SULPHUR, Okla. – More than 100 esteemed artists representing 25 Native American tribes throughout the U.S. and Canada will be featured on May 27 during the Artesian Arts Festival.
Hosted by the Chickasaw Nation at the Artesian Plaza, the festival is one of the fastest growing arts markets in the U.S.
A live paint by distinguished Chickasaw artist Mike Larsen will begin at 10:30 a.m., in the ARTesian Art Gallery. Other noteworthy artists giving demonstrations and discussing their craft include Jimmie Harrison, Venaya Yazzie, Daniel Worcester, Kimberly Ponca, Merlin Little Thunder, Buddy Parchcorn, J. Nicole Hatfield, Tyra Shackleford and Josy Thomas.
The fourth annual Memorial Day weekend event features diverse art media and various visual art such as painting, basketry, jewelry, sculpture, metalworking, bead work, photography, textiles and pottery.
Open to artists from all federally recognized tribes, a total of 116 Indian artists selected for the juried show will compete in as many as 21 categories.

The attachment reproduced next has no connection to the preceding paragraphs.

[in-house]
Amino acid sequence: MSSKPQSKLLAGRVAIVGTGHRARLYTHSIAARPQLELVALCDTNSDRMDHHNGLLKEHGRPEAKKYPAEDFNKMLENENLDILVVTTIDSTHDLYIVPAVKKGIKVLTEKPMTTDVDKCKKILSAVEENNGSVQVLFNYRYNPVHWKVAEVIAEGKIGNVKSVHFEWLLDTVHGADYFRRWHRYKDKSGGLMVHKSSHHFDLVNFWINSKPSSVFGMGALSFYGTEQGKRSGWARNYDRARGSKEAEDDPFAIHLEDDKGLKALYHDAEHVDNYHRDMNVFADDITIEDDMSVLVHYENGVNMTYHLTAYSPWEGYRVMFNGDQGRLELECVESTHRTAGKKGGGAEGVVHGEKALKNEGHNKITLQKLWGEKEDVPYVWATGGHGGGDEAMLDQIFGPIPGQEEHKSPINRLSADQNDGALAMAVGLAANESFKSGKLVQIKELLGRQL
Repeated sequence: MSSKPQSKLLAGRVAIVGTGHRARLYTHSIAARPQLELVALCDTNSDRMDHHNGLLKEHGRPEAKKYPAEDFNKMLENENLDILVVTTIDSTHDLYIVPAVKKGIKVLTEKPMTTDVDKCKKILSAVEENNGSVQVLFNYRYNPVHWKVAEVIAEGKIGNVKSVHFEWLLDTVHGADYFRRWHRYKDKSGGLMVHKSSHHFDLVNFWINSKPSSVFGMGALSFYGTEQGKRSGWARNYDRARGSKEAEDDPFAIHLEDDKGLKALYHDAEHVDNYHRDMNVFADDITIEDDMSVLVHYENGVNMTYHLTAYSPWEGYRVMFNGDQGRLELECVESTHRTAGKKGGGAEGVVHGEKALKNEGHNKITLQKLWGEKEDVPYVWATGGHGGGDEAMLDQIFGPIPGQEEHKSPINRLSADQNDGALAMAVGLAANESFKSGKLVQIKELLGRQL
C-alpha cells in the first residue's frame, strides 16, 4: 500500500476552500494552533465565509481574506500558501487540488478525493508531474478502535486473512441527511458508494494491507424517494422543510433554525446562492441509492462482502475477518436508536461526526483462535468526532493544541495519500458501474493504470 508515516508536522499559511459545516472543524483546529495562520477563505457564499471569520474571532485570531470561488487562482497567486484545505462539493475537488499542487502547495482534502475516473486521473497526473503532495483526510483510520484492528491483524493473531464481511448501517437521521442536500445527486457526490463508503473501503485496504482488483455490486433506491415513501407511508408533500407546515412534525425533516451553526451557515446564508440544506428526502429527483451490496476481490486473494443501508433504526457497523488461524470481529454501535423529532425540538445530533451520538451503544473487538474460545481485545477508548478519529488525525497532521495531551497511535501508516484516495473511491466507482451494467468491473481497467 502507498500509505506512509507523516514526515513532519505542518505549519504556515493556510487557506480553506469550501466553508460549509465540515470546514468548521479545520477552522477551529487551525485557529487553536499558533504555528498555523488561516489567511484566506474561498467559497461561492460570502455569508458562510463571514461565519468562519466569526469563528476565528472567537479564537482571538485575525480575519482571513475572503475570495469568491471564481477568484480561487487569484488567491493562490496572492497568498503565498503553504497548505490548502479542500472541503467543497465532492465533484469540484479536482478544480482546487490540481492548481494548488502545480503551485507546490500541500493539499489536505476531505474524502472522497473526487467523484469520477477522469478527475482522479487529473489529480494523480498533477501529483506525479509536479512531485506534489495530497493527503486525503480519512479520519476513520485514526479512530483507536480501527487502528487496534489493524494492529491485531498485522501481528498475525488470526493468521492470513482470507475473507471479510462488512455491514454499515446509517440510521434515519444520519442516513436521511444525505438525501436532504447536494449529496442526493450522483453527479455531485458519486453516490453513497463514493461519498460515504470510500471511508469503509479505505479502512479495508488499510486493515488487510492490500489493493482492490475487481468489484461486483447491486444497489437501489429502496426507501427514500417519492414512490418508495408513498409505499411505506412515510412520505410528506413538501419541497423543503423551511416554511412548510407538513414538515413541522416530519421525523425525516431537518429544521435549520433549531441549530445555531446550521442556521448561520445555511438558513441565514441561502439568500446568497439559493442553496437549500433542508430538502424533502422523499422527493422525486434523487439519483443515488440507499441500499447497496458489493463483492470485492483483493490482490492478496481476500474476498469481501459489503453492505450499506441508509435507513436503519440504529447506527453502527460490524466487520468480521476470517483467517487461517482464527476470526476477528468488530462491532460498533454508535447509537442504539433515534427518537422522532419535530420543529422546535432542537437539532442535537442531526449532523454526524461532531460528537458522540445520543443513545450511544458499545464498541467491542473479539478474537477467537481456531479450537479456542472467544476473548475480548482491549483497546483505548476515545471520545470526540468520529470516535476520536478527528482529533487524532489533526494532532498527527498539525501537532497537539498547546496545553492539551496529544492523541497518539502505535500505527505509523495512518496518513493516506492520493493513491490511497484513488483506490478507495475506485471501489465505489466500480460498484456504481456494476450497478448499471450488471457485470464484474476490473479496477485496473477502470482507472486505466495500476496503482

Artists scheduled to participate include Chickasaw jewelry designer and California native Kristen Dorsey; national award-winning Cherokee ceramicist Troy Jackson; E. Dee Tabor, a Chickasaw artist who specializes in 3D art and is inspired by nature and her Chickasaw heritage; and contemporary Comanche artist J. Nicole Hatfield, a native Oklahoman who draws inspiration from historical photos of proud tribal women.
Artwork will be displayed in dozens of booths along the length of Muskogee Street.